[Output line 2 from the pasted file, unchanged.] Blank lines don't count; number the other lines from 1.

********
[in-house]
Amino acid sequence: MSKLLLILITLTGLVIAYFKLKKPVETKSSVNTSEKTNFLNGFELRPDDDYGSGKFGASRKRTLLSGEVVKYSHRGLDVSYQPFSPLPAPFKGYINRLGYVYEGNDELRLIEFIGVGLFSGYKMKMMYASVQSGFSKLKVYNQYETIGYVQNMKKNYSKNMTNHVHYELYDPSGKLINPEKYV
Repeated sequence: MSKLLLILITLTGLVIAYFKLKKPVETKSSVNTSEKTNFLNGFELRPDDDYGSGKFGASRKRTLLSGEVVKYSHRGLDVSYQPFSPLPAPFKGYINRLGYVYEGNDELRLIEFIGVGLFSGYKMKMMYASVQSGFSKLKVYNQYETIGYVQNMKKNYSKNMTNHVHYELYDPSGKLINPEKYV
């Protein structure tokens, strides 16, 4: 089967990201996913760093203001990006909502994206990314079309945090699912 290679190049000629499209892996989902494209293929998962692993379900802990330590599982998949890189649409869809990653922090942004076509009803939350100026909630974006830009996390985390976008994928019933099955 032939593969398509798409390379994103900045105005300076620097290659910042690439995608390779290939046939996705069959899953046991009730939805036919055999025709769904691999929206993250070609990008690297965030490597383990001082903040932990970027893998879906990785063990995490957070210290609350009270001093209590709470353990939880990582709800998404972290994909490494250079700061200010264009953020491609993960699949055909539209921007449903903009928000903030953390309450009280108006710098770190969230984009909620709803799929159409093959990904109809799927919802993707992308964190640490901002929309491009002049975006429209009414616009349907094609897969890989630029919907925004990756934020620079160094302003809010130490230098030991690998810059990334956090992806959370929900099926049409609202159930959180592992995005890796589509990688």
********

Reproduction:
Amino acid sequence: MSKLLLILITLTGLVIAYFKLKKPVETKSSVNTSEKTNFLNGFELRPDDDYGSGKFGASRKRTLLSGEVVKYSHRGLDVSYQPFSPLPAPFKGYINRLGYVYEGNDELRLIEFIGVGLFSGYKMKMMYASVQSGFSKLKVYNQYETIGYVQNMKKNYSKNMTNHVHYELYDPSGKLINPEKYV